There must have been more than one tribe of Indians involved in "code talking", and not just in the Pcific.
World War II Magazine, Jan-2002, devotes eight pages to an article entitled, THE LAST COMANCHE CODE TALKER", which relates to the experiences of Charles Joyce Chibitty, of Oklahoma (I deduce that his trabal name was Wah che taki).
Recuited at Fort Sill, OK, he and 16 other future "code talkers" were trained at Fort Benning, GA, then sent to Europe with the 4th Infantry Division, where their service was invaluable. They landed with the division on Utah Beach, 6-6-44, D-Day.
They stayed together from the time they went into the Army, Jan-41, until war's end, May-45. Of the 17, four were wounded in action, but none were killed. Upon returning home, they remained close friends.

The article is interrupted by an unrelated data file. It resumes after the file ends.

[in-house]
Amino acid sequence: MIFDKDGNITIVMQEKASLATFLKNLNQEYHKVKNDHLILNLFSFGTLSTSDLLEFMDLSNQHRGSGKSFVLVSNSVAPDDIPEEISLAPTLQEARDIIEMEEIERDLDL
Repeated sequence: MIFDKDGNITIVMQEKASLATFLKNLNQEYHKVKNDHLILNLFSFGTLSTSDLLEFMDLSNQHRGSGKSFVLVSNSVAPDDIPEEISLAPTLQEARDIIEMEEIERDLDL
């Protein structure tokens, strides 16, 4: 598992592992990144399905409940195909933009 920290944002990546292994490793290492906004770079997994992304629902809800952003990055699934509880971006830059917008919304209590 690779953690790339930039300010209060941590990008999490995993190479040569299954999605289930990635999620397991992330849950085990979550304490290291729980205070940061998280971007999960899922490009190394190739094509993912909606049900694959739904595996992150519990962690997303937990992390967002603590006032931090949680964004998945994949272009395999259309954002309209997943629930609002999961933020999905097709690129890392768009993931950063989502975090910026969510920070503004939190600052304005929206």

The division was in combat 299 days, participating in these campaigns:
Normandy (D-Day), Northern France, Rhineland, Ardennes-Alsace (Battle of the Bulge), Central Europe.
It experienced these casualties:
Killed in Action, 4,097 Wounded in Action, 17,371 Died from Wounds, 757
In an author's footnote, it is explained that the name CHIBITTY is an Americanized version of Tsaa pitu, which means "holding on" in Comanche.
An interesting story and history.
I am a subscriber to WW II, but is is at the book stores at $4.99 US. Wonderful general reference source.